My husband plays golf. It is the four-letter word of sports.
In general, when people play golf, they probably say more 4-letter words than when playing other sports. My own experience usually ends in frustration, so I have, in recent years, relegated myself to driving the cart and watching when my family plays.
Growing up playing golf does something to you. Something deep. It has become more and more apparent to me in the past few years.
My husband explains:
In every other sport, if you cheat or break the rules and the Ref doesn’t see, you get away with it. It is considered a victory. In golf, you call penalties on yourself. Only you know if you have cheated or broken the rules. It is a game of honor. Championships have been lost because someone in the woods moved a twig out of the way and their ball moved. They came out of the woods and told the Ref, “The ball moved. Give me the penalty.” Game over. Championship lost. When golfers are asked why they would do such a thing, their answers are telling. People say to them, “No one would know. Why not just hit the ball?” The golfer answers. “I would know.”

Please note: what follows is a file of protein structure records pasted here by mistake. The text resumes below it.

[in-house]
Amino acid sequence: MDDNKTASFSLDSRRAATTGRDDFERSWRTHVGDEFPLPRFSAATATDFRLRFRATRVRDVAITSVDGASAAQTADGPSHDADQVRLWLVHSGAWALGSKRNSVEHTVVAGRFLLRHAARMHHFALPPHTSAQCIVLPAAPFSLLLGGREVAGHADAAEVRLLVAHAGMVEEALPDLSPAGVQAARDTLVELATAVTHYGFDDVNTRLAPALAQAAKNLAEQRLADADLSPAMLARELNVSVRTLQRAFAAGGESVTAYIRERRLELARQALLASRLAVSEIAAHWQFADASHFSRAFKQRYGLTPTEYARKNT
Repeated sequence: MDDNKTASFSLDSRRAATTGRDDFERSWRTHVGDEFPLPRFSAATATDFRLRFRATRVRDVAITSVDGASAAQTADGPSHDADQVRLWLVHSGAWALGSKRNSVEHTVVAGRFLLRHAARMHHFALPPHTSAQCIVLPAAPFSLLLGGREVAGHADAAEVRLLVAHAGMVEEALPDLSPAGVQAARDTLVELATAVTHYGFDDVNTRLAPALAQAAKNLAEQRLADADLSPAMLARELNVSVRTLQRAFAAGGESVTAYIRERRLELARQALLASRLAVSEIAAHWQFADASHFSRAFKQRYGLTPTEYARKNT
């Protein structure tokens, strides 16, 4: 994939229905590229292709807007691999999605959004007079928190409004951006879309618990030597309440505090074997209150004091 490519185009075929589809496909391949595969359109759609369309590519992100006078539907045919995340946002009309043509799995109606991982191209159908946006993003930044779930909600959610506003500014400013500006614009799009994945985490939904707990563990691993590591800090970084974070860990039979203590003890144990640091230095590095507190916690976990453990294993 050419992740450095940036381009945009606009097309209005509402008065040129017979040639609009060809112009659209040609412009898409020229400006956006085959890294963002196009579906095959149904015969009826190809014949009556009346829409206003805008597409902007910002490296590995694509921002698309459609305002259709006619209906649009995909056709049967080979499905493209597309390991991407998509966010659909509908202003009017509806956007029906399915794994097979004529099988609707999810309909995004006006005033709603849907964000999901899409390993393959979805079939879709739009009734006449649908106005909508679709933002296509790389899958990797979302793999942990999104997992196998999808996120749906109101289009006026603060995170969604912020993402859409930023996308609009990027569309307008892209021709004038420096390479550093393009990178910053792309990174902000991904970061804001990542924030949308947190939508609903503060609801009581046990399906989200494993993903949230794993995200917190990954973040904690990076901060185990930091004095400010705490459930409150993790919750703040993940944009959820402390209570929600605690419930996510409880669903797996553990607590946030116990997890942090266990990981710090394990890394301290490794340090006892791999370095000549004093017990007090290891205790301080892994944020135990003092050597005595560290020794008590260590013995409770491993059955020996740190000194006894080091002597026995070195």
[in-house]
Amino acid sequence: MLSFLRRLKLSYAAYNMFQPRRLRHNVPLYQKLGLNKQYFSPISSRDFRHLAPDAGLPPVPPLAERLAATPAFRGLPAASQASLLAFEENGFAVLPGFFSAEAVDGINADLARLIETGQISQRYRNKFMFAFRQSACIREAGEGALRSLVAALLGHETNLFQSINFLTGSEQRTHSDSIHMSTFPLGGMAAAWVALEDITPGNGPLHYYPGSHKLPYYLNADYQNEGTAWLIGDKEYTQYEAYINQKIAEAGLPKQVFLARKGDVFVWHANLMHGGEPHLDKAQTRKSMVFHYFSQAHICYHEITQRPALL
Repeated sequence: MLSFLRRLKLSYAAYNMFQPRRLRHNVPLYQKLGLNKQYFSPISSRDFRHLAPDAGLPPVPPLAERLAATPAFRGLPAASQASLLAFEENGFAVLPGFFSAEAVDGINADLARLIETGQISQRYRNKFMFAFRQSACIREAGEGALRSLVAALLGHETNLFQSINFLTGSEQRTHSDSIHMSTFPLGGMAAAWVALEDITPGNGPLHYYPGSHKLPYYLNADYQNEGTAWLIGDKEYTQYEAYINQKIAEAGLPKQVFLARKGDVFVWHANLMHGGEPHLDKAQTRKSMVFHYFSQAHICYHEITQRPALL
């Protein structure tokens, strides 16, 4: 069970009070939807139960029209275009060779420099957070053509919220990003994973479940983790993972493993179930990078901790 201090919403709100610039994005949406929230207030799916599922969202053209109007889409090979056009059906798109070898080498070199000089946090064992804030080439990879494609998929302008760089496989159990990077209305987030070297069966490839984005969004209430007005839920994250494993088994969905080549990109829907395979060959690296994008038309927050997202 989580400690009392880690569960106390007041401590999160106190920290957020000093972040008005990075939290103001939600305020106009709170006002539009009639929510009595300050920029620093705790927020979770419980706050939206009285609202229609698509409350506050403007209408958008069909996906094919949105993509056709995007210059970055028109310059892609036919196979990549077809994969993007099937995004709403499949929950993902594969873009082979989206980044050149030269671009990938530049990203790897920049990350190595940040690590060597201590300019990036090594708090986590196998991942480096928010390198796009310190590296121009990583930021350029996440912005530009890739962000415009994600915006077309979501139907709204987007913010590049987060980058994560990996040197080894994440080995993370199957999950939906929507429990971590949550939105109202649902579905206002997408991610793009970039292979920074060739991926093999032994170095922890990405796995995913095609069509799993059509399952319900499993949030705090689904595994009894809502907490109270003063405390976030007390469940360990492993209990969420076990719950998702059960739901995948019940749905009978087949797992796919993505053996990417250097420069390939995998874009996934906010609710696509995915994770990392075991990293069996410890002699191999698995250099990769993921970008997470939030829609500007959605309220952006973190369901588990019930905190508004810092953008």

I would know.
I would know.
That’s integrity at its finest. We teach our kids that integrity is doing the right thing when no one else is watching. The right thing. Even if no one knows. Because you will know.
Yes, growing up playing golf does something to you. It digs that integrity in deep. When presented with other situations in life, in business, in relationships, when others say, “No one will know,” the golfer answers in his heart, “I would know.” Watching a golfer approach life that way and teach his kids that way brings mixed feelings. On one hand, I’m proud that my kids see that in him. On the other, sometimes I’m ticked off that he gets the short end of the stick, that he gets screwed over for doing the right thing. Just this week at dinner we were talking about an issue at his job and he stated, “If I get sued for doing the right thing, I consider that a win.” (To be clear: neither one of us want him to get sued.) That strong statement revealed to me how strongly he feels about it. To be honest, I don’t know if I would be that strong.
The conversations that result after dinner can be equally tough. Telling my teenager that doing the right thing doesn’t always mean things turn out rosy. Sharing with him that sometimes it is the harder road to walk. Revealing to him that sometimes we just end up screwed in life situations, but we need to do the right thing anyway.
I would know.
“Whoever can be trusted with very little can also be trusted with much, and whoever is dishonest with very little will also be dishonest with much.” – Luke 16:10